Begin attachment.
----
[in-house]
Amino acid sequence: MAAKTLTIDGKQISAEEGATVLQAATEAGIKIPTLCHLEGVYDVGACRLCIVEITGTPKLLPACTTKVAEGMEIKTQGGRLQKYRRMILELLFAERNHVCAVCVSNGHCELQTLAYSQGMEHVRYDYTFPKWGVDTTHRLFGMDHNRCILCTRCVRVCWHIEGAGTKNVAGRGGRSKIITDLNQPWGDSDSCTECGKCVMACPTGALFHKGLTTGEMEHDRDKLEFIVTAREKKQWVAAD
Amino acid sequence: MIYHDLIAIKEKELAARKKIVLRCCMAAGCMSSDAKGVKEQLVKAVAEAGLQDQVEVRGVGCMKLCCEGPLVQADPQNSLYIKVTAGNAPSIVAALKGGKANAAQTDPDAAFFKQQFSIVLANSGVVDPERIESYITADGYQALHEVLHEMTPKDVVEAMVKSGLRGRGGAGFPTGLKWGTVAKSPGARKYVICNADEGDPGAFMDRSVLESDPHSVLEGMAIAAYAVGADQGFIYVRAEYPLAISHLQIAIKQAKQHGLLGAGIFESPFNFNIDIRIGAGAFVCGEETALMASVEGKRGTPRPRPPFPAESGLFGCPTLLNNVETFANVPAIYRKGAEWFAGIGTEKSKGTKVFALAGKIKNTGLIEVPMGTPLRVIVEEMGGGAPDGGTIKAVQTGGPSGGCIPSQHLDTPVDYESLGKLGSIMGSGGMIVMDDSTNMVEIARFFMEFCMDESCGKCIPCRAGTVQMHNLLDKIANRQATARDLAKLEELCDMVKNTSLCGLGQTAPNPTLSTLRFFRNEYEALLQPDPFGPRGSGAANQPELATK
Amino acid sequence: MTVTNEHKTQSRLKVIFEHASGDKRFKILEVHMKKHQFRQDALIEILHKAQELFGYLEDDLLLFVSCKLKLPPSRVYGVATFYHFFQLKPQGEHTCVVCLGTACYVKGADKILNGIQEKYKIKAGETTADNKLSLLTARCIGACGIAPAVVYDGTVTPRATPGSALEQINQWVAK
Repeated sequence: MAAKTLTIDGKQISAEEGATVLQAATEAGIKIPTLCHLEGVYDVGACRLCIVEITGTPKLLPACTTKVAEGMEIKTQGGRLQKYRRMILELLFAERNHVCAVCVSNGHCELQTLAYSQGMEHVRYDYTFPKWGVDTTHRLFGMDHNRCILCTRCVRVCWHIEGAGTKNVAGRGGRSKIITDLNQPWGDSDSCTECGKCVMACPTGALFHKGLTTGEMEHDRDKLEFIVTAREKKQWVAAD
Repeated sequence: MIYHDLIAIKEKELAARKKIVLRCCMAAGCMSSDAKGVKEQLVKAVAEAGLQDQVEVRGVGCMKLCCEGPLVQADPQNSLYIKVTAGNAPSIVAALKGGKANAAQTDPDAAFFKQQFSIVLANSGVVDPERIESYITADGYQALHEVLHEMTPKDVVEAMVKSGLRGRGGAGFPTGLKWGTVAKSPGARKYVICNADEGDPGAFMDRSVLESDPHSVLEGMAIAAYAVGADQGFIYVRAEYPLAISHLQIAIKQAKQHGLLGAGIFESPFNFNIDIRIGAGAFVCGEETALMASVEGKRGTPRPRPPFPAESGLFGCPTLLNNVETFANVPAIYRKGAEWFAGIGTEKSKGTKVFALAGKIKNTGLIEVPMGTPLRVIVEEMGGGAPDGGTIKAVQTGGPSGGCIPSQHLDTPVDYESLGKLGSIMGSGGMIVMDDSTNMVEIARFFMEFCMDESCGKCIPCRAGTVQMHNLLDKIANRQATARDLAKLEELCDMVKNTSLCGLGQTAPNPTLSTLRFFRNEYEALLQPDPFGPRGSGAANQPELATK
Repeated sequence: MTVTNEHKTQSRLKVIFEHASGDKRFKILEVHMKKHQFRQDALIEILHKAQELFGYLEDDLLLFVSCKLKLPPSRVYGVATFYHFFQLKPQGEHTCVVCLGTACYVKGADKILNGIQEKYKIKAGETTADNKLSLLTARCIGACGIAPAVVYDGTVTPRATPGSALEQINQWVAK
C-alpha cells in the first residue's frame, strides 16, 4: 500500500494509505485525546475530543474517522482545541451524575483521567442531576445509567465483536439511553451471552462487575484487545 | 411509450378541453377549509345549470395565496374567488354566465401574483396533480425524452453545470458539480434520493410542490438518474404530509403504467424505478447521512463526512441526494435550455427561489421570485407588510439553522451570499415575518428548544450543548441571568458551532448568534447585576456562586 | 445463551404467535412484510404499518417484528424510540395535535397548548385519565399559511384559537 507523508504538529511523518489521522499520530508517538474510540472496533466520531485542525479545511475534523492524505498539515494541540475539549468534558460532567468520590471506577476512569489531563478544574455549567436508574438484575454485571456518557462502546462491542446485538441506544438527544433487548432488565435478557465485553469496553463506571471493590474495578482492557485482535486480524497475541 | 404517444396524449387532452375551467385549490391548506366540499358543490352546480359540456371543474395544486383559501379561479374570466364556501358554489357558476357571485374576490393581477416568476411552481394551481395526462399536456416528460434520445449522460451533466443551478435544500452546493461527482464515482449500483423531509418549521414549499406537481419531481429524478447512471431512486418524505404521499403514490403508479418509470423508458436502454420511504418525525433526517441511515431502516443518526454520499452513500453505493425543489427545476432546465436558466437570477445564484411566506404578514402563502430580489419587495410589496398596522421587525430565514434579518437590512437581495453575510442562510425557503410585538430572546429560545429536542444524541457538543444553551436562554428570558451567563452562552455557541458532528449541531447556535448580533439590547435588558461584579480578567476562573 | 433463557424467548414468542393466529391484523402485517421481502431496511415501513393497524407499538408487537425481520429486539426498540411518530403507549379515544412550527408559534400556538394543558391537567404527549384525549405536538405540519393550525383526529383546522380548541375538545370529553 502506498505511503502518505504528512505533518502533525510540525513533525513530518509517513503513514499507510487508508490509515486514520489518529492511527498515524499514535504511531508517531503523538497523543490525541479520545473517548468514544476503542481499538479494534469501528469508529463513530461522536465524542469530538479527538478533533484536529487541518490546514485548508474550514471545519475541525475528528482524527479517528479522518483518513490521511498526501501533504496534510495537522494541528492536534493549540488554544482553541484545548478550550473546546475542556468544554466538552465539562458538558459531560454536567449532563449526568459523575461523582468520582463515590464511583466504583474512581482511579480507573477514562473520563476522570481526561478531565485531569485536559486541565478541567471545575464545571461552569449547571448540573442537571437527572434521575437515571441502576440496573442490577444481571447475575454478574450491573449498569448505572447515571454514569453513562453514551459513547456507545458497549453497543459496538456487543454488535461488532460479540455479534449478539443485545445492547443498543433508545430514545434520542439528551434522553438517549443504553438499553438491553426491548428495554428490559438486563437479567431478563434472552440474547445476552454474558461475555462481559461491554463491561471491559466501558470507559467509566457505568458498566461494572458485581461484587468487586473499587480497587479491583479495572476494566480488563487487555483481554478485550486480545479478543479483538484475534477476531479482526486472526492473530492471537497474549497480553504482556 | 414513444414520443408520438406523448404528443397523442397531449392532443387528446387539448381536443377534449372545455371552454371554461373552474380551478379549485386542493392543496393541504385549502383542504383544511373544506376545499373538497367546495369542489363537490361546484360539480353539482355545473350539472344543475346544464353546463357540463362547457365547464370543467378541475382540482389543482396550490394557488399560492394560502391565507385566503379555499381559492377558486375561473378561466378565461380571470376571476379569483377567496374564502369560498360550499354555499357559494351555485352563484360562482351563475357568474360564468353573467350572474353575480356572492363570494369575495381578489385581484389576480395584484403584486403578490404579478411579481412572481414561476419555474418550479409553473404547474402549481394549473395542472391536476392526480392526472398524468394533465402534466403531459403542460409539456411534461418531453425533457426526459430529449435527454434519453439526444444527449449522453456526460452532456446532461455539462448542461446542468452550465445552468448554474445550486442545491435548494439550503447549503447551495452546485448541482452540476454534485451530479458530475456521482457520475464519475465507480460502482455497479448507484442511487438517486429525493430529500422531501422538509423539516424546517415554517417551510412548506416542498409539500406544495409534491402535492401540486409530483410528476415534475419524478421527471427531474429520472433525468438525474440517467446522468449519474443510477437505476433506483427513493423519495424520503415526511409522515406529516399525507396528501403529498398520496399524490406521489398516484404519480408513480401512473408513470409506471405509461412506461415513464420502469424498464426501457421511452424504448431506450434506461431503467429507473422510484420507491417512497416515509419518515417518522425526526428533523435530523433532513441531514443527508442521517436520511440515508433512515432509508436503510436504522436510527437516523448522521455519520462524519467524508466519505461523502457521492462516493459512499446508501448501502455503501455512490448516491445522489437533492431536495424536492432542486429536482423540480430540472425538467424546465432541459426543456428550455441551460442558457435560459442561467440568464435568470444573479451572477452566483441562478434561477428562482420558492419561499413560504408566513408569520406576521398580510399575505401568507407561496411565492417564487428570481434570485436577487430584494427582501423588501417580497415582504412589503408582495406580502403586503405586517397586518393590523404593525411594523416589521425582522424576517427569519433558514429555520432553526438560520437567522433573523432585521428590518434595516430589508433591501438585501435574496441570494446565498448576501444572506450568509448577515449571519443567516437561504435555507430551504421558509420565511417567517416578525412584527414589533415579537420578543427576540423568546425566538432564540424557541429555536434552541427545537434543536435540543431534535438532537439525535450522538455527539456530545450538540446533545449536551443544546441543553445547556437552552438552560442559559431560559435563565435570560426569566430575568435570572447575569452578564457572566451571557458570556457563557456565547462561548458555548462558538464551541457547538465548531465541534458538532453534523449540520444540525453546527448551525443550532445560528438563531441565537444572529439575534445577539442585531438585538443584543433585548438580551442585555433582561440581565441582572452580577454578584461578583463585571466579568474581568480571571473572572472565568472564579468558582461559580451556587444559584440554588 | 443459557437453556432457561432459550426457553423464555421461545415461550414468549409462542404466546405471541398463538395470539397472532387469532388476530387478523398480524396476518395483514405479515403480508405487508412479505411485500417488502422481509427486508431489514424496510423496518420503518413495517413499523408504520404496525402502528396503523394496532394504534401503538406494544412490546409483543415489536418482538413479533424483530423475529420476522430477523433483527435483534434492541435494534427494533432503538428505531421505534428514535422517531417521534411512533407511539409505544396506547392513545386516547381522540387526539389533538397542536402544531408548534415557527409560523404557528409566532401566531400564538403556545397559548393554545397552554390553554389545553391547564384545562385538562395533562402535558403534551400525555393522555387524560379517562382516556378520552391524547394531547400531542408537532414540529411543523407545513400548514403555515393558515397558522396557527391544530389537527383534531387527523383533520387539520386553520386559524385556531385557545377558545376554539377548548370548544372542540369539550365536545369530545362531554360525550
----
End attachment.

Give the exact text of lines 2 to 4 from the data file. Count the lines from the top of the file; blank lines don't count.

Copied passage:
Amino acid sequence: MAAKTLTIDGKQISAEEGATVLQAATEAGIKIPTLCHLEGVYDVGACRLCIVEITGTPKLLPACTTKVAEGMEIKTQGGRLQKYRRMILELLFAERNHVCAVCVSNGHCELQTLAYSQGMEHVRYDYTFPKWGVDTTHRLFGMDHNRCILCTRCVRVCWHIEGAGTKNVAGRGGRSKIITDLNQPWGDSDSCTECGKCVMACPTGALFHKGLTTGEMEHDRDKLEFIVTAREKKQWVAAD
Amino acid sequence: MIYHDLIAIKEKELAARKKIVLRCCMAAGCMSSDAKGVKEQLVKAVAEAGLQDQVEVRGVGCMKLCCEGPLVQADPQNSLYIKVTAGNAPSIVAALKGGKANAAQTDPDAAFFKQQFSIVLANSGVVDPERIESYITADGYQALHEVLHEMTPKDVVEAMVKSGLRGRGGAGFPTGLKWGTVAKSPGARKYVICNADEGDPGAFMDRSVLESDPHSVLEGMAIAAYAVGADQGFIYVRAEYPLAISHLQIAIKQAKQHGLLGAGIFESPFNFNIDIRIGAGAFVCGEETALMASVEGKRGTPRPRPPFPAESGLFGCPTLLNNVETFANVPAIYRKGAEWFAGIGTEKSKGTKVFALAGKIKNTGLIEVPMGTPLRVIVEEMGGGAPDGGTIKAVQTGGPSGGCIPSQHLDTPVDYESLGKLGSIMGSGGMIVMDDSTNMVEIARFFMEFCMDESCGKCIPCRAGTVQMHNLLDKIANRQATARDLAKLEELCDMVKNTSLCGLGQTAPNPTLSTLRFFRNEYEALLQPDPFGPRGSGAANQPELATK
Amino acid sequence: MTVTNEHKTQSRLKVIFEHASGDKRFKILEVHMKKHQFRQDALIEILHKAQELFGYLEDDLLLFVSCKLKLPPSRVYGVATFYHFFQLKPQGEHTCVVCLGTACYVKGADKILNGIQEKYKIKAGETTADNKLSLLTARCIGACGIAPAVVYDGTVTPRATPGSALEQINQWVAK